The transition from physician scientist to a full time clinician was challenging. Private practice brought me the new perspectives. The practice of medicine in a community setting is very different from an academic center. Being in private practice, I learned how critical it was to get to know a patient as a whole before attempting to diagnose their medical problems. I learned how to communicate effectively with patients to get to the root of the problem. Oftentimes, patients and their illnesses are reflections of what their community has. As a result, it became critical that I understand the community.
As our society becomes more racially and ethnically diverse, physicians need to respond to patients’ various needs, values, and behaviors concerning health. Failure to understand the socio-cultural differences can have significant health consequences and management for minority groups. For instance, there are over two million Koreans living in the United States. Health issues of Korean Americans are diverse, and are often overlooked because of language and cultural barriers. Healthcare providers have the responsibility to work with the community to resolve these issues.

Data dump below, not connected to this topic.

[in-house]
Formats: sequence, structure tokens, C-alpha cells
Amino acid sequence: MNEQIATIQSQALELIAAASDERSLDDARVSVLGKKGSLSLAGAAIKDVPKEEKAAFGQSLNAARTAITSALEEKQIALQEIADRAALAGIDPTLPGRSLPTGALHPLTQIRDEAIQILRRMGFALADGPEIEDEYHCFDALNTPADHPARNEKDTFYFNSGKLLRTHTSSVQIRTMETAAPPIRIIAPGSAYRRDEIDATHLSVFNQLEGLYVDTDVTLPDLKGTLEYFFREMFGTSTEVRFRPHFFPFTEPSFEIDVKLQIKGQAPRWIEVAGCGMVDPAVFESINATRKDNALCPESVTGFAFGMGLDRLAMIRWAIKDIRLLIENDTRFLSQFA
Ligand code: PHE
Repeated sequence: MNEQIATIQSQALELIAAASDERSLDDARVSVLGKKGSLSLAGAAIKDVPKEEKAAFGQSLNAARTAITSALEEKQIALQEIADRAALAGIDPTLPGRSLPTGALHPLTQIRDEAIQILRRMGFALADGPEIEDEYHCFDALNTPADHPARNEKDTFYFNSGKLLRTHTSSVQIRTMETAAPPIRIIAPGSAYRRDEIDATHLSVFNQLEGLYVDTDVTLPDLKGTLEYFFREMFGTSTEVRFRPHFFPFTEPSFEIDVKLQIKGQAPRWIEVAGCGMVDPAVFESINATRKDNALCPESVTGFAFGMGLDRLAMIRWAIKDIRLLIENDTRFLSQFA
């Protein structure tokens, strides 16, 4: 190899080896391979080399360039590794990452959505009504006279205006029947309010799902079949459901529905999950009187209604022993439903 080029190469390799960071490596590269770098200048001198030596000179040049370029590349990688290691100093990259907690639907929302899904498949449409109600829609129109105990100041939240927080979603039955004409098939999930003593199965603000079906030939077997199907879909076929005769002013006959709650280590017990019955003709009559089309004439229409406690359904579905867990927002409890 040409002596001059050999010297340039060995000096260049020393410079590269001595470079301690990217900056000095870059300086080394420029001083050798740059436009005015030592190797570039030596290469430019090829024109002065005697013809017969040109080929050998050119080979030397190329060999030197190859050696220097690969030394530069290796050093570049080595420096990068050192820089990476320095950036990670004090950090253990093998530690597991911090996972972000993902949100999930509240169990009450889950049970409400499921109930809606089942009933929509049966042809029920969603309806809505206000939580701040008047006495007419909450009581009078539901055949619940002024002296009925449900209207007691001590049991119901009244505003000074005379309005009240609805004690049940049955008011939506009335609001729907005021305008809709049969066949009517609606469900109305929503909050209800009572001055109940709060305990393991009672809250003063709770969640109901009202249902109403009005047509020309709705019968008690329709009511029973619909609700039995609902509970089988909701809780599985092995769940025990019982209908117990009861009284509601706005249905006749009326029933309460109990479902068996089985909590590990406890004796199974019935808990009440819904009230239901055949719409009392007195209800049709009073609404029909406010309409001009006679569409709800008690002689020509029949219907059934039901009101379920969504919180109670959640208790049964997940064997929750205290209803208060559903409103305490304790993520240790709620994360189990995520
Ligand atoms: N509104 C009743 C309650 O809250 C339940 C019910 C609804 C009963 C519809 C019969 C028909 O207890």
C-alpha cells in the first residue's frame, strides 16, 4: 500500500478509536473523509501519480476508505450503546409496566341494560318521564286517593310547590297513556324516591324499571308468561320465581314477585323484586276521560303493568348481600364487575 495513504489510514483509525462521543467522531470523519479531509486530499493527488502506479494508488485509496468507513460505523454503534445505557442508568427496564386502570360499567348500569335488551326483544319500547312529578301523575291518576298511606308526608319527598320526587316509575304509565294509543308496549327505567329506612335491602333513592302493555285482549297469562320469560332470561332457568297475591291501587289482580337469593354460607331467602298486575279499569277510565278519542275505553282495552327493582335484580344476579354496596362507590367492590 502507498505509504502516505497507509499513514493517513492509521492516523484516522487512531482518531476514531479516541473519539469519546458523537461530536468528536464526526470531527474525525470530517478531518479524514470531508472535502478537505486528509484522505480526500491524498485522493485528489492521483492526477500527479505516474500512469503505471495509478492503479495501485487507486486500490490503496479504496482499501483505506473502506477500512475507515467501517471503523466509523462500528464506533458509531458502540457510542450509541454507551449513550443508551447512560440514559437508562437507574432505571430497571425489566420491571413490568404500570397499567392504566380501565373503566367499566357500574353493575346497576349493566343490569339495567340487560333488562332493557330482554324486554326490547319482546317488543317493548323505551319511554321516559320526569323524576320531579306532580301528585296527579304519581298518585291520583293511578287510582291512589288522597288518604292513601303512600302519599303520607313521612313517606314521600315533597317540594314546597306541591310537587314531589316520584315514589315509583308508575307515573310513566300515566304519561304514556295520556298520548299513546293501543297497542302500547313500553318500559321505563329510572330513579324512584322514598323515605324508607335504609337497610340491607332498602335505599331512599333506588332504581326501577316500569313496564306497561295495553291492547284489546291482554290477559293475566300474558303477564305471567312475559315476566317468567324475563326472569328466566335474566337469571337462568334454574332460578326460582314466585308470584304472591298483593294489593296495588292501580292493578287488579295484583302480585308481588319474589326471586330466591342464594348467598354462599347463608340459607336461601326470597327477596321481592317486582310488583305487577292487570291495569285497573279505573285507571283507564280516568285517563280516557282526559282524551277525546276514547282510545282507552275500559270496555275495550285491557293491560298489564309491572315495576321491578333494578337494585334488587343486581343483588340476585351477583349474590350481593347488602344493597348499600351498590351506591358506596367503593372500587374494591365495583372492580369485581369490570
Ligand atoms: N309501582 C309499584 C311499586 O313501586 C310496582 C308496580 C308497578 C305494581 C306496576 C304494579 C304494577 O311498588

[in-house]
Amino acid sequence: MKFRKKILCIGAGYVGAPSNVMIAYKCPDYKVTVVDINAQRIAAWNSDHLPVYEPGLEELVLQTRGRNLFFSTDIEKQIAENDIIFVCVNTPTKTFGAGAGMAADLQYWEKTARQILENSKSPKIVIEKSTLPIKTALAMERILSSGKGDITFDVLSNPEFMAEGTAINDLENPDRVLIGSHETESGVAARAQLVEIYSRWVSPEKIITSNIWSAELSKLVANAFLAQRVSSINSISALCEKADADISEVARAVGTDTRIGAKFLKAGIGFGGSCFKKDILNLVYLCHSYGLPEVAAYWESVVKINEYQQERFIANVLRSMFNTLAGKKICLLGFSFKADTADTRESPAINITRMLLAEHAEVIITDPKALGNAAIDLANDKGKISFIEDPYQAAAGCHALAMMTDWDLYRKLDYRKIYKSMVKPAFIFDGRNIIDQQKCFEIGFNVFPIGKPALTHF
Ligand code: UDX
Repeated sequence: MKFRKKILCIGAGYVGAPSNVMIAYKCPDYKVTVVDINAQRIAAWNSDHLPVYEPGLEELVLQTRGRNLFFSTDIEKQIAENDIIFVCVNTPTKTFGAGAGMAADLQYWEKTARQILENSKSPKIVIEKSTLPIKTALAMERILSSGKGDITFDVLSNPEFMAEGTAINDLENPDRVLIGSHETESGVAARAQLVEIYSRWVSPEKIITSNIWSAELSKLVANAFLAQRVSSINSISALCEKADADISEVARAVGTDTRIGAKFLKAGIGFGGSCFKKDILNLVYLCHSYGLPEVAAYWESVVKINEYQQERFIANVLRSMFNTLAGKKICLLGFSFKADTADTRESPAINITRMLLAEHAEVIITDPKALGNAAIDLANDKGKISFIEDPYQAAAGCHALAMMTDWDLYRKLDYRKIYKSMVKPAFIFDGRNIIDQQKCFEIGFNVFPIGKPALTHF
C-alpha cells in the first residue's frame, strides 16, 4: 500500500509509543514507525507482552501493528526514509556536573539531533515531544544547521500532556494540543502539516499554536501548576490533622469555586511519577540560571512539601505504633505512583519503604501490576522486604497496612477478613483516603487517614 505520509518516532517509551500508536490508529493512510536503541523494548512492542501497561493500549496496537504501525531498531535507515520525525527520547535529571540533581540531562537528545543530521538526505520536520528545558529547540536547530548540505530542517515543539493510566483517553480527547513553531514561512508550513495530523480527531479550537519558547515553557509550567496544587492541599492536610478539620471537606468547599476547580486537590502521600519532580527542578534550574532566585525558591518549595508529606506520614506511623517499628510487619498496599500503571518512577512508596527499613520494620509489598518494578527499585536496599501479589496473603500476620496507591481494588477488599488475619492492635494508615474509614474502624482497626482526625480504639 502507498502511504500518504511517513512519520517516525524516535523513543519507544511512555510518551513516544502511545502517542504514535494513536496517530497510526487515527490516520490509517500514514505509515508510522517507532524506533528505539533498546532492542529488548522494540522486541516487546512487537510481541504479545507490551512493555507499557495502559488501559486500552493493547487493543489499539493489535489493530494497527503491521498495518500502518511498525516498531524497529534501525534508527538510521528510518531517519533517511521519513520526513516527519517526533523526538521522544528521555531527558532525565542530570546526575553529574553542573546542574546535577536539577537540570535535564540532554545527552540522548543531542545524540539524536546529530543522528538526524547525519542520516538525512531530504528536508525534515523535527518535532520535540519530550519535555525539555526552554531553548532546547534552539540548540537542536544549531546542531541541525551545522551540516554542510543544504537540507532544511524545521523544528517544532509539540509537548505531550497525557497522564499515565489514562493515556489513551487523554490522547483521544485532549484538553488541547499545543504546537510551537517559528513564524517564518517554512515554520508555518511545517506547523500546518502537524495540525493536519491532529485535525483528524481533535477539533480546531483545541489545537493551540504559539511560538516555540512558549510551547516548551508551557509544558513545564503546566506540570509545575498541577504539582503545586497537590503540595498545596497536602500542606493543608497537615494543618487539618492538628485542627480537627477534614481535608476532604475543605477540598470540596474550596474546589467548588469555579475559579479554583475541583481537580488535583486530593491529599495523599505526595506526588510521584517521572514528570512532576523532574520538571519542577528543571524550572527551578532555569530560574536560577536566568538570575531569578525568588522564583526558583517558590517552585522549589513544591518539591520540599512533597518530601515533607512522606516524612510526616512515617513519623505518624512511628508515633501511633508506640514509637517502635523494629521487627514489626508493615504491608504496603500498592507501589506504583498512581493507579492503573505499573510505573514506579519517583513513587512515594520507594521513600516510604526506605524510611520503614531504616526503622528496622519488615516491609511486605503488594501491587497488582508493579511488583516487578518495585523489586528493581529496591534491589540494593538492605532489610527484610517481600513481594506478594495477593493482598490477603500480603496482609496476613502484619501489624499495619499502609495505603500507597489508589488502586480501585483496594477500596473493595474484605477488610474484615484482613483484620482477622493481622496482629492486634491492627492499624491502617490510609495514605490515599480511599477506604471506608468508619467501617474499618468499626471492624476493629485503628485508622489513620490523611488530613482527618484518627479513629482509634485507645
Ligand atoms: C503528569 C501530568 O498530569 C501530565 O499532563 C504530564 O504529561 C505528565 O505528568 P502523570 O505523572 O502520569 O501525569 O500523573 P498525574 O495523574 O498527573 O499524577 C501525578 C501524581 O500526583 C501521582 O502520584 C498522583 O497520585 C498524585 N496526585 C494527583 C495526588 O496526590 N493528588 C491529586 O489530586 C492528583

We also have to understand that current healthcare has evolved as a complex and challenging interdisciplinary field. Physicians have to go beyond the usual boundary of medicine, and interact with scientists, engineers, businessmen, lawyers, policy makers, and others so together we can safely navigate healthcare in today’s ever-expanding multi-cultural and multi-ethnic society. We need to integrate the various expertise and develop new perspectives. Organizations like WKMO provides a platform for us to explore, interact, and establish a wholesome network through which we can find innovative approaches to deal with the myriad of today’s healthcare issues.
You are the founder of Asian Liver Center at Holy Name Hospital and have established another non-profit organization, Center for Viral Hepatitis (CVH). Why are you continuously emphasizing the importance of awareness of Hepatitis diseases in the community?
The most frequent cause of liver diseases for Korean people, viral hepatitis B, is also a crucial topic of ethnic disparity. There is a marked disparity between Asian Americans and White Americans in the prevalence of chronic hepatitis B and its complications. For instance, approximately 3-10 % of all Asian Americans have HBV infection compared with 0.1% of White Americans. Patient-related obstacles mostly consist of lack of awareness about the disease, language and cultural barriers, and Insurance issues. Additionally, providers and healthcare systems currently available in the US lack the understanding of the significance of chronic hepatitis B. Specifically, there is a lack of public health systems to meet the needs of multicultural populations. There is also a poor communication between providers and patients of different racial, ethnic, or cultural backgrounds.